11. When I was in the later years of primary school I couldn’t get enough of Enid Blyton’s Secret Seven and Famous Five series. Any of Enid’s books actually. Also Judy Blume writes some great books, some are for the older kids but the Fudge books and ‘Then Again Maybe I wont’ are written with a male character. I was also going to suggest Specky Magee as well.

  12. Philip Pullman – awesome, check him out http://www.philip-pullman.com
    His books are intelligent, easy to read as they have you engrossed. I have found 12-15 yr old boys I have taught have enjoyed them as he includes illustrations & I have included an extract from his website :

    After darkness had fallen, and when the stores and equipment had all been safely unloaded and stood in waiting on the quay, Farder Coram and Lyra walked along the waterfront and looked for Einarsson’s Bar. They found it easily enough: a crude concrete shed with a red neon sign flashing irregularly over the door and the sound of loud voices through the condensation-frosted windows.

    A pitted alley beside it led to a sheet-metal gate into a rear yard, where a lean-to shed stood crazily over a floor of frozen mud. Dim light through the rear window of the bar showed a vast pale form crouching upright and gnawing at a haunch of meat which it held in both hands. Lyra had an impression of blood-stained muzzle and face, small malevolent black eyes, and an immensity of dirty matted yellowish fur. As it gnawed, hideous growling, crunching, sucking noises came from it.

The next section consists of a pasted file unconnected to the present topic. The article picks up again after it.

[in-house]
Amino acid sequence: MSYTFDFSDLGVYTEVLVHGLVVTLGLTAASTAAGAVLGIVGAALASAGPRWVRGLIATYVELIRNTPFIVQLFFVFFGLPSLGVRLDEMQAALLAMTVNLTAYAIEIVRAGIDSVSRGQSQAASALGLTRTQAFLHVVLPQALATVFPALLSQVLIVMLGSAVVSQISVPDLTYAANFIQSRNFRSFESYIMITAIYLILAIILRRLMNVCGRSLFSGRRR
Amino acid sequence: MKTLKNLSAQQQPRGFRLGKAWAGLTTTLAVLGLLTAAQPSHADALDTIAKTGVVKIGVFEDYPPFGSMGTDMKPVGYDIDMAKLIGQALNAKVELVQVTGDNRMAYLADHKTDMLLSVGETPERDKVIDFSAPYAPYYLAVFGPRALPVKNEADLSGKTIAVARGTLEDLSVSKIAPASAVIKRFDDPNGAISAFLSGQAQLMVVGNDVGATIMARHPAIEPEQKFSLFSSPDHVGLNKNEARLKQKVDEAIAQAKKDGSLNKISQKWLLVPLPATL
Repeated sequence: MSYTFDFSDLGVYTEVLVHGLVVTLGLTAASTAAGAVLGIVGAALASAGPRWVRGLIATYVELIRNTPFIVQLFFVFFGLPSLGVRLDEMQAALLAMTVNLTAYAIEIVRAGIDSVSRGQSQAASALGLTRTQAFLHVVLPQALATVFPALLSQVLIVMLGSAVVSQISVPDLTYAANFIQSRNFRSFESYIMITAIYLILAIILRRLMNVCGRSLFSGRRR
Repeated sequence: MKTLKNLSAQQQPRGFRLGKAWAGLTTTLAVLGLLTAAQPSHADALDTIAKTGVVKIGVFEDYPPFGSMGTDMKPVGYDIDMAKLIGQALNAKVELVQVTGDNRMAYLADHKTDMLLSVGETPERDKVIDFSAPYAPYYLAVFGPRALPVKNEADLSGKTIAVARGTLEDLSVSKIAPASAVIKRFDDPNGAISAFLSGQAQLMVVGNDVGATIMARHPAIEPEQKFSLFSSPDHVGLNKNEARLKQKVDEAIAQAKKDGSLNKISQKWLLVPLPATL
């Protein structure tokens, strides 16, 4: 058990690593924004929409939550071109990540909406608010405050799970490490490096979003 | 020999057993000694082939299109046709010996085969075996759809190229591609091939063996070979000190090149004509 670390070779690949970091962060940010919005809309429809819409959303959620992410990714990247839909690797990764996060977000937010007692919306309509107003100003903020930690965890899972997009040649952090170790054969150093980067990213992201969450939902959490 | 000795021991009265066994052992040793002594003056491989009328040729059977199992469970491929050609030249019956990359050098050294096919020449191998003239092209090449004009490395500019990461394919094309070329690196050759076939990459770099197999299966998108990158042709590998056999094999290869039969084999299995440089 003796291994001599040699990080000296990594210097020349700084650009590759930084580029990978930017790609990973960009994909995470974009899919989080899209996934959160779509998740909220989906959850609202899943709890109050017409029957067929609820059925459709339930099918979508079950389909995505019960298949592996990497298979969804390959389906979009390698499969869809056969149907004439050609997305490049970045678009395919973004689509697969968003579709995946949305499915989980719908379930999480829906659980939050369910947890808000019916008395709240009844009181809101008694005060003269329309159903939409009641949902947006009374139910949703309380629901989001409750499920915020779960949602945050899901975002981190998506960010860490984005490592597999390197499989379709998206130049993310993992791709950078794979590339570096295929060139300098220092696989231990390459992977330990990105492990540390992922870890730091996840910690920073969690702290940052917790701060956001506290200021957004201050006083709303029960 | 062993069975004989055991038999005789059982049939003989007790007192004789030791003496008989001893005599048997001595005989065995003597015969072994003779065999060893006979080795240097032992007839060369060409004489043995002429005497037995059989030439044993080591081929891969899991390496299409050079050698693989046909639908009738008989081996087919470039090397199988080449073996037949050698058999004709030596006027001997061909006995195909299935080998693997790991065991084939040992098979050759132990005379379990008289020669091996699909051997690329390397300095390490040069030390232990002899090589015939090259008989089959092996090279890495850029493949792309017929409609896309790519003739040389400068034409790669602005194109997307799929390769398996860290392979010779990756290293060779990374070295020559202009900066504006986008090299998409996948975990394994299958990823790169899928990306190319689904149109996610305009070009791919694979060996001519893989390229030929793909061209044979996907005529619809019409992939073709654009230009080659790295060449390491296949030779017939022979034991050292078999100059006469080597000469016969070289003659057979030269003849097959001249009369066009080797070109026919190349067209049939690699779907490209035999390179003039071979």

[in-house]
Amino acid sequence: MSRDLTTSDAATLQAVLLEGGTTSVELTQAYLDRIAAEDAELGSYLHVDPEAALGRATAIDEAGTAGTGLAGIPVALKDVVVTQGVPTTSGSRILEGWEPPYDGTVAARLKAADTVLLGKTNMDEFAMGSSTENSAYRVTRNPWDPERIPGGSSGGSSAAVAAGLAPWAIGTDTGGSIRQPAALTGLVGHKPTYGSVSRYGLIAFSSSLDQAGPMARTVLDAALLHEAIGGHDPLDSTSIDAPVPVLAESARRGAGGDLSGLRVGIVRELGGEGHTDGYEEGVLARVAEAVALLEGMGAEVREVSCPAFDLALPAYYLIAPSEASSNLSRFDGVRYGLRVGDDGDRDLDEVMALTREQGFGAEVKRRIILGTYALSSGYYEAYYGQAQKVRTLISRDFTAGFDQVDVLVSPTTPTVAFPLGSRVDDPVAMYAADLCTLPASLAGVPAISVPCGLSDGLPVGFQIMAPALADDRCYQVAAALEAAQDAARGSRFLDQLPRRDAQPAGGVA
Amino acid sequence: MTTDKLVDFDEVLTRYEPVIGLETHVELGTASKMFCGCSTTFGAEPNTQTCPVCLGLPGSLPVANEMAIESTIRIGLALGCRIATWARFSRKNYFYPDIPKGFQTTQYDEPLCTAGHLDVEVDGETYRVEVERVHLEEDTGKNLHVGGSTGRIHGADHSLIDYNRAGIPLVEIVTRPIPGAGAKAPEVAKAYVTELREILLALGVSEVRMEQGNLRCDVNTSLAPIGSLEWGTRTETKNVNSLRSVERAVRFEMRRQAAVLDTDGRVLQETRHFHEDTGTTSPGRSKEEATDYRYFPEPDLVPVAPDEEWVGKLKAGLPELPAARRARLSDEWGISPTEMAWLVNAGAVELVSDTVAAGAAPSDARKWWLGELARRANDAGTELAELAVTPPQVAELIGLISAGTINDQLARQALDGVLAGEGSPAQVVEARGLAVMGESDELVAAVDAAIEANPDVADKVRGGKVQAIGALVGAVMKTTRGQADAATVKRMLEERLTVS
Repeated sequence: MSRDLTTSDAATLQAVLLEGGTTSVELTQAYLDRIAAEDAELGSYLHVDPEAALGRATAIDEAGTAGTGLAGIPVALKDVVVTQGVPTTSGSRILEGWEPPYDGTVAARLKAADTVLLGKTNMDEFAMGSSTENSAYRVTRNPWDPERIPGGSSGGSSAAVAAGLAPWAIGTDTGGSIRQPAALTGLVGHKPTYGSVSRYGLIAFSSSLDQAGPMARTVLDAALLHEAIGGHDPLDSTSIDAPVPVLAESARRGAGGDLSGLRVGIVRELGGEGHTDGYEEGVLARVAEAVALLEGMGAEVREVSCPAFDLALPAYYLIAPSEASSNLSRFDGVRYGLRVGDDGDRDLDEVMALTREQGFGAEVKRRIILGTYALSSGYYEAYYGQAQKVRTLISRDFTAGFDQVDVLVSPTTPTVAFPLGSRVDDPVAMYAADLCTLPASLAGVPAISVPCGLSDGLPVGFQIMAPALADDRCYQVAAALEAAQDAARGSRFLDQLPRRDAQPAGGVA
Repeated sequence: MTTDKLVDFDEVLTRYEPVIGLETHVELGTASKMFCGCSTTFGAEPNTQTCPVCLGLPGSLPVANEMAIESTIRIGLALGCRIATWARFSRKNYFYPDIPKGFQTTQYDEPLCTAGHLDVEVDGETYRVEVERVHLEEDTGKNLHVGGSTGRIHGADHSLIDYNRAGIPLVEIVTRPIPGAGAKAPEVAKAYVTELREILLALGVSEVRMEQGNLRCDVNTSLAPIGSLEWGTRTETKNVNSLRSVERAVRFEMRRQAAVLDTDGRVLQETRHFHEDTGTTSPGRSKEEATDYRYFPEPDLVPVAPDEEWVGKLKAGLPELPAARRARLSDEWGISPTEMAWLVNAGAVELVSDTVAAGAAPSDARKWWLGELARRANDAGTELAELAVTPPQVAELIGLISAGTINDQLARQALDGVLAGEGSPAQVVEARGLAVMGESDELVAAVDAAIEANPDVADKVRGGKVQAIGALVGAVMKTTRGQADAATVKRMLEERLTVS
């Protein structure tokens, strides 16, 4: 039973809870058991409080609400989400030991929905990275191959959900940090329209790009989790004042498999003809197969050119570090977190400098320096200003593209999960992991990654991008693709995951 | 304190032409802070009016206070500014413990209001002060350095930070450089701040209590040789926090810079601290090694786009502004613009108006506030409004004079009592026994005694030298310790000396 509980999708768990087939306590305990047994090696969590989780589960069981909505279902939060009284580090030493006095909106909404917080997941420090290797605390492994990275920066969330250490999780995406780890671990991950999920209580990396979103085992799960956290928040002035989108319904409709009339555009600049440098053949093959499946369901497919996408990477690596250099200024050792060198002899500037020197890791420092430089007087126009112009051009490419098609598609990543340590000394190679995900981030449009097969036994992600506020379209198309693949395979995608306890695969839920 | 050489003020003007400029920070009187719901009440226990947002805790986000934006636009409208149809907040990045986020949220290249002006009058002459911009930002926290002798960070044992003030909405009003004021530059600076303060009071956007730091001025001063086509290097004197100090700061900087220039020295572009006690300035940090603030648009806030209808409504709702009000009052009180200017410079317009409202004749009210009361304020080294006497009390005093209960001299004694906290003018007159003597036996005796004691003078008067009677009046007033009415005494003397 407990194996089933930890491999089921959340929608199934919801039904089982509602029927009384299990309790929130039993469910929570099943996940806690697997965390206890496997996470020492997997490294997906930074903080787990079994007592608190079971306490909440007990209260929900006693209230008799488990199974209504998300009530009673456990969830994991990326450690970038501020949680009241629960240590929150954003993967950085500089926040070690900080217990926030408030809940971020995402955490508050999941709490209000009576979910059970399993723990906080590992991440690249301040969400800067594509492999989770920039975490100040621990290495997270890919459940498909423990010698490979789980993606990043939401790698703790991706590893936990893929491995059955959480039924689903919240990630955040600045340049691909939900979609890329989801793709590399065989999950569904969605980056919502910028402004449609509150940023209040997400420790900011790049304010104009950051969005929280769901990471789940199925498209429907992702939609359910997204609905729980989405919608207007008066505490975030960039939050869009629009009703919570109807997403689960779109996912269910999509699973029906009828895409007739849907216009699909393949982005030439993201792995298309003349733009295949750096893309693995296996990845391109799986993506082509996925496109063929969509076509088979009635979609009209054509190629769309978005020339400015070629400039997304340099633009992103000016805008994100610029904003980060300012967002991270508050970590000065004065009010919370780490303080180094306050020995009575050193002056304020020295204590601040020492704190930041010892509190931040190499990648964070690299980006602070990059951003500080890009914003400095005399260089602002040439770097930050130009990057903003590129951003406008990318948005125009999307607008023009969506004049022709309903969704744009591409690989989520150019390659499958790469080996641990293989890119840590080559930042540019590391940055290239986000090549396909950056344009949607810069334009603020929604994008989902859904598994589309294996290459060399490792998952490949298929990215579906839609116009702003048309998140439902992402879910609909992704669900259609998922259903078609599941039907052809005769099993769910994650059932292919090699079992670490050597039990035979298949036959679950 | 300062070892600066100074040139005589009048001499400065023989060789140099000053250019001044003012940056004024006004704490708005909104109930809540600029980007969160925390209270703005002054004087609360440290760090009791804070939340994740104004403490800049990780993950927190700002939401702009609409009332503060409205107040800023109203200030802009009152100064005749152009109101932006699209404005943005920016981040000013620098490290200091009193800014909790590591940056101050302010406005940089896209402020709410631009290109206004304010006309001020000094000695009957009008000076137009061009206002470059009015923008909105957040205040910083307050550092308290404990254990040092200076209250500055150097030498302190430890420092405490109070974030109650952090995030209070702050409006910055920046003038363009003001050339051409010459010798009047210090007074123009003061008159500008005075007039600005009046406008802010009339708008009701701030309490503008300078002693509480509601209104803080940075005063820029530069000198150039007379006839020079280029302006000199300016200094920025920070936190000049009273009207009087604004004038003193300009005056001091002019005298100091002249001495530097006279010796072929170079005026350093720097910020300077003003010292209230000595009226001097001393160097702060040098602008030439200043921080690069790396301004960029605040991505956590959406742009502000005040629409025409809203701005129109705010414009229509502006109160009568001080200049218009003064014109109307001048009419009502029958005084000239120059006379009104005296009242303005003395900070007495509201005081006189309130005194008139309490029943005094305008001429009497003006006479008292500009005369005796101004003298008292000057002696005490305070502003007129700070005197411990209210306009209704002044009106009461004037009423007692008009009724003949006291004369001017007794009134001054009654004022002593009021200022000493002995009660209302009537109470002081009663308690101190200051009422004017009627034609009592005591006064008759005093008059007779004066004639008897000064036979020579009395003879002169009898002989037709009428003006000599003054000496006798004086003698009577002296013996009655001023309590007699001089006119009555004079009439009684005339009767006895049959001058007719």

Farder Coram stood by the gate and called:

    “Iorek Bymison!”

    The bear stopped eating. As far as they could tell, he was looking at them directly, but it was impossible to read any expression on his face.

    “Iorek Byrnison,” said Farder Coram again. “May I speak to you?”

    Lyra’s heart was thumping hard, because something in the bear’s presence made her feel close to coldness, danger, brutal power, but a power controlled by intelligence; and not a human intelligence, nothing like a human, because of course bears had no daemons. This strange hulking presence gnawing its meat was like nothing she had ever imagined, and she felt a profound admiration and pity for the lonely creature.
    He dropped the reindeer leg in the dirt and slumped on all fours to the gate. Then he reared up massively, ten feet or more high, as if to show how mighty he was, to remind them how useless the gate would be as a barrier, and he spoke to them from that height.

    ‘Well? Who are you?’

  13. I just came across this blog by accident – I’m working on a junior series and I searched google to find out what boys really want to read!